How to Build Your Own Thyroid-Boosting Light Therapy Lamp

By |2019-08-14T08:52:41-07:00August 14th, 2019|Healthy Living, Hypothyroidism|77 Comments
  • thyroid light therapy

Would you have ever thought that you can improve your thyroid health with nothing more than light?

Well, here at Forefront Health we like to practice what we preach.

So, as I write this I’m sitting in front of my own homemade thyroid light-therapy lamp.

It’s the same exact light therapy lamp that I’m going to share with you in just a minute.

It’s the one I’ve been recommending to clients for the past few years.

And it costs less than $25, which should be an affordable invest for almost anyone.

In fact, it might be one of the cheapest investments you can make in your health.

While using light-therapy has many health benefits, I often recommend it to my clients to help with a number of common thyroid symptoms and/or conditions such as:

So, I hope you use it and take advantage of the therapeutic benefits it can provide you.

In Part 1 of this post on “How to Get Off Your Thyroid Medication Using Light Therapy”, I talked about how “low level laser (light) therapy” (LLLT) is being used to effectively treat hypothyroidism.

And it’s helping people restore healthy thyroid hormone levels without the need for thyroid medication by activating an important enzyme called “cytochrome c oxidase”.

The LLLT devices used today for this thyroid light therapy involve the use of expensive lasers that can cost on the order of thousands of dollars.

And while LED (light emitting diode) technology can also be used in a similar fashion, these devices can cost on the order of hundreds to thousands of dollars. Plus they require precise specifications to match what is achieved with lasers.

This is why it’s often better to recommend something simpler and more cost-effective that anyone can use while still providing significant therapeutic results.

And that’s what I’ll be sharing with you in just a second.

But before I do, I want to answer a common question I’ve been getting because odds are you might have asked wondered the same thing.

Can You Use More Sunlight In Place of Light Therapy?

The short answer is, not exactly.

While getting adequate sunlight is important and has been shown to have numerous therapeutic effects… light therapy is different.

With LLLT or light therapy in general, we are focusing on specific parts of the light spectrum that are well researched and known to improve thyroid function and metabolism.

Sunlight itself is full spectrum, meaning that it contains larger amounts of damaging UV and blue light than the therapeutic red and infrared light that we want.

According to Dr. Michael Hamblin – Harvard Professor and Infrared Therapy Expert

Sun probably provides 20-30 millwatts/sq centimeter of near infrared….so it’s beneficial, but it’s not nearly as powerful as the LEDs [and lasers]… To get the correct dosage from the sun, you’d need to worry about UV exposure, and it would be better if you were on a higher altitude.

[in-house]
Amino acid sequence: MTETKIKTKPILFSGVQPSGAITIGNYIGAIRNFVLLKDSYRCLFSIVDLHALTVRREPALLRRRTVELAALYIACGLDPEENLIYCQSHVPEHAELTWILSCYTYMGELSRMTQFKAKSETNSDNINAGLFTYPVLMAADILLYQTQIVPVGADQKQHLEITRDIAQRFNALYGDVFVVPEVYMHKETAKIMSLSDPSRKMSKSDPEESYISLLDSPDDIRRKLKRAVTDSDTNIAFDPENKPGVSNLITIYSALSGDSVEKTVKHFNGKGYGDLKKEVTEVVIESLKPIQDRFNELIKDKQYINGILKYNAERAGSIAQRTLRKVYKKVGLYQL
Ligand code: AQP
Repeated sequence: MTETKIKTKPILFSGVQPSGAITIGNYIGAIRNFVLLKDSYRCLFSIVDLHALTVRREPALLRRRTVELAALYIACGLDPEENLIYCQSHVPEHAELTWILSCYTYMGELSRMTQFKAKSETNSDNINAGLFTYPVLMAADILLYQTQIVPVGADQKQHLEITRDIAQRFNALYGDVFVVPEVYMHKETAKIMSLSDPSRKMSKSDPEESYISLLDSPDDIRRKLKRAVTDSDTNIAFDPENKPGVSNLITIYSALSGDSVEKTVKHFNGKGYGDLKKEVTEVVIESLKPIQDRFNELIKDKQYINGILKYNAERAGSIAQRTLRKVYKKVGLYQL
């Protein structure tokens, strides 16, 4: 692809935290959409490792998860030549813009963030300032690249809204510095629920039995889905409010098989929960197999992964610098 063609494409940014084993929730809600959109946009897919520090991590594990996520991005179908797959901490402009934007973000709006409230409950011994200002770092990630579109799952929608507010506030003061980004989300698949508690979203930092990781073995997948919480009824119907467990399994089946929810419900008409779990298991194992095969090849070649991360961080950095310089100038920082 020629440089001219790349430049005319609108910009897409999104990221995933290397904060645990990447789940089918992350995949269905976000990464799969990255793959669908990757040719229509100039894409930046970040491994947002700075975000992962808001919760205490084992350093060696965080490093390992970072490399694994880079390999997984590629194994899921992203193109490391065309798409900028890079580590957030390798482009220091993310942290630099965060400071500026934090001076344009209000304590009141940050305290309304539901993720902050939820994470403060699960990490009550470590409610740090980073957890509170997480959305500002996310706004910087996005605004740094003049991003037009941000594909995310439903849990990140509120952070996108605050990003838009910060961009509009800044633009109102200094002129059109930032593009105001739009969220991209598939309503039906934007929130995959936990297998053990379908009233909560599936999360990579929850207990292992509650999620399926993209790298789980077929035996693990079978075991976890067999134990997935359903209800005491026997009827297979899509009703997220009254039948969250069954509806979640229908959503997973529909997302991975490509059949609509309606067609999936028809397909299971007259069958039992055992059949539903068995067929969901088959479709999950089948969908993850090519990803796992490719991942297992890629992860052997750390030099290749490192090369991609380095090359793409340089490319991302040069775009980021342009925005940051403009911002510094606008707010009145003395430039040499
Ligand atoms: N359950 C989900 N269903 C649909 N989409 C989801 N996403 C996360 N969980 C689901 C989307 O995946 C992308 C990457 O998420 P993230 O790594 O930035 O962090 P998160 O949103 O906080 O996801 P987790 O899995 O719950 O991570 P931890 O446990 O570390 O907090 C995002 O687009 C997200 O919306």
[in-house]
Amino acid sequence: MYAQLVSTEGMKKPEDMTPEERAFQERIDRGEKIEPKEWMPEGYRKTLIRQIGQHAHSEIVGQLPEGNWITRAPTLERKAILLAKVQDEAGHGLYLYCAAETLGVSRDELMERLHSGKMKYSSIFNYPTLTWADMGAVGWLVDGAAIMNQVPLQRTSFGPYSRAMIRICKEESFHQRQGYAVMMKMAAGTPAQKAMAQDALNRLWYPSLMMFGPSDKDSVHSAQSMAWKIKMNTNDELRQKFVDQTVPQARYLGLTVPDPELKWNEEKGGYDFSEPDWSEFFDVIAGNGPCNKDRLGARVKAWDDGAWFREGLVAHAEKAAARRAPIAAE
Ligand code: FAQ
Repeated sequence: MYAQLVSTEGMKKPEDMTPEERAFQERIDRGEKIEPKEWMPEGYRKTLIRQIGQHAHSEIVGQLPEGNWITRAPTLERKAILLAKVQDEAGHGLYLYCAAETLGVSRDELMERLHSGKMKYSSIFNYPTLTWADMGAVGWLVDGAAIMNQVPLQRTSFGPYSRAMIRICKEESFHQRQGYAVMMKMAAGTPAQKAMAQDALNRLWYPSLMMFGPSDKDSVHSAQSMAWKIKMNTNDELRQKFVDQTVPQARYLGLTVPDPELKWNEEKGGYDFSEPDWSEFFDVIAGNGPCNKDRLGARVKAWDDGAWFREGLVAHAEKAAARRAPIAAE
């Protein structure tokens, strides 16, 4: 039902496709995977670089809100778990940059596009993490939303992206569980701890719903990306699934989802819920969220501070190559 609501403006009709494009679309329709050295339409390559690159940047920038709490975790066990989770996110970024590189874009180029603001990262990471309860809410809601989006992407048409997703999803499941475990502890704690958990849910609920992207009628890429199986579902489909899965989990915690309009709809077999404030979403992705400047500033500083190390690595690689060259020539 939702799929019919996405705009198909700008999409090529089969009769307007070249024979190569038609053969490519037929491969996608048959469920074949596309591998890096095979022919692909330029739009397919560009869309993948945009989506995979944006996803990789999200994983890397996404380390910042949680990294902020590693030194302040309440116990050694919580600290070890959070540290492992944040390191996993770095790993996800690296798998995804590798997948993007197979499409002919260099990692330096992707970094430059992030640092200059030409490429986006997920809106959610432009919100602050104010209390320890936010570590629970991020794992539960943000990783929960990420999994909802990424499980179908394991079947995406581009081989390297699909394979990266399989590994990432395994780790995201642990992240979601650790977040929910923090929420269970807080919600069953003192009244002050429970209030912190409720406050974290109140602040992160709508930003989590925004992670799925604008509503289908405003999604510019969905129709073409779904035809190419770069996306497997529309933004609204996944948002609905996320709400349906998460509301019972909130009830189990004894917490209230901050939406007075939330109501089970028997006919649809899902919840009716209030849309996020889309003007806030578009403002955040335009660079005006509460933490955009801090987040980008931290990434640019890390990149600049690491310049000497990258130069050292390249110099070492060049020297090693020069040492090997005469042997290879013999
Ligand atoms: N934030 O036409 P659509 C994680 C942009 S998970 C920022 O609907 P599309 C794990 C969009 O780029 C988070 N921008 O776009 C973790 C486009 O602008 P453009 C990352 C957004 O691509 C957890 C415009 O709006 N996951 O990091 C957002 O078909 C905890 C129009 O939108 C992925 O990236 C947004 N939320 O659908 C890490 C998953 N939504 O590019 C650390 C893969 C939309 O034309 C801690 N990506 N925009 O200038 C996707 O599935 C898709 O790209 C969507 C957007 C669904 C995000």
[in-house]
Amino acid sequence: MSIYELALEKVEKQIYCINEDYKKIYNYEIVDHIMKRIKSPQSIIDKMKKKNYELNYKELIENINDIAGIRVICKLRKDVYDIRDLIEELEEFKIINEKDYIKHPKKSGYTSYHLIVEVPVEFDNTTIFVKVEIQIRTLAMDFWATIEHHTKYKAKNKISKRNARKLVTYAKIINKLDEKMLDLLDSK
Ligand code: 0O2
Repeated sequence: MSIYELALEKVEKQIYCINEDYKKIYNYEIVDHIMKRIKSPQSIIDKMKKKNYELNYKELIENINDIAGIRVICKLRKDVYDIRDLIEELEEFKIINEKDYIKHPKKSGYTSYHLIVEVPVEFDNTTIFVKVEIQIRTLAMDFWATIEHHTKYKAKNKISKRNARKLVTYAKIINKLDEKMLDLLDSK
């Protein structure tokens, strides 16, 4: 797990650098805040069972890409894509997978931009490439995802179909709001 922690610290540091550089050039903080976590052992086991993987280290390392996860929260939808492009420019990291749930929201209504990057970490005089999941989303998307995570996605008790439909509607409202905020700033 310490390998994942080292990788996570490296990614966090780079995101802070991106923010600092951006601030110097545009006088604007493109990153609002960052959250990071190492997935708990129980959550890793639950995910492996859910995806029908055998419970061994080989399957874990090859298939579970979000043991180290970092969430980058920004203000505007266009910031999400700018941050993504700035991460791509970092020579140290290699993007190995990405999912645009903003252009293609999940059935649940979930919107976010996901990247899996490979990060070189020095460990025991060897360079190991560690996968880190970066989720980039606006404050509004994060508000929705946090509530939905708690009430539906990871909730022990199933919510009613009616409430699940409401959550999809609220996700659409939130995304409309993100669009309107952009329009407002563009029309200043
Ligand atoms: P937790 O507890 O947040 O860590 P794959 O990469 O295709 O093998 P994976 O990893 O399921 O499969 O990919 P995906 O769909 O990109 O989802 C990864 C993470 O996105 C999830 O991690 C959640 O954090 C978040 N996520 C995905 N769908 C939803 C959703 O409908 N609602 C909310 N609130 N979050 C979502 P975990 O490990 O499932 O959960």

– Michael Hamblin

So, yes… you need to get plenty of sunlight.

However, light therapy allows us to achieve greater therapeutic effects by using higher concentrations of therapeutic light that contains far less concentrated damaging light.

You can see this by looking at the graph below…

Notice how sunlight contains a much higher percentage of UV and blue light than it does in the therapeutic spectrum noted by the black box between 600 to 900 nm wavelength.

thyroid light therapy

(Note: Special thanks to Vladimir Heiskanen for the image above.)

Incandescent Light Is a Much Better Alternative

As you can see from the graph above, we can achieve a fairly good balance of therapeutic light from the use of incandescent bulbs.

While the concentration of therapeutic light isn’t necessarily large, it contains very little damaging light.

So, even in smaller concentrations the use of higher power incandescent light bulbs can be used to achieve some degree of these same therapeutic benefits as LLLT.

With that being said, there’s a problem that we’ve run into with the use of incandescent bulbs.

Governments are working to phase-out incandescent bulbs in an effort to promote other energy-efficient alternative bulbs. This is making incandescent bulbs more and more difficult to find.

While today they have been largely banned for use with general lighting, we can still get them in other forms such as “heat lamps”.

How to Build Your Light Therapy Lamp for Less Than $25

While Russian researchers recommend 2000 watts to 3000 watts of incandescent light, this is difficult to achieve with heat lamps.

For comparison purposes, the recommended lamp below uses a 250 watt bulb which would require on the order 8 to 12 bulbs to achieve the same power output.

However, the heat production would be rather extreme.

So, while a single lamp will provide some benefit, using two or three of them will provide more and be extremely beneficial during the winter when we have the least exposure to light.

To build this light therapy lamp you need two parts, the incandescent bulb and the lamp reflector to house the bulb.

(Note for Those on 220 volt AC Power: This specific set up only works for the 120 volt AC electric service used in North America. It will not work with the 220 to 230 volt AC electricity used in most everywhere else in the world. But you can easily find replacements by finding a bulb and reflector lamp that uses 220 volt AC rated at the same power/wattage. Just go to your local hardware store and ask for a 250 watt incandescent bulb and reflector lamp. It’s that easy.)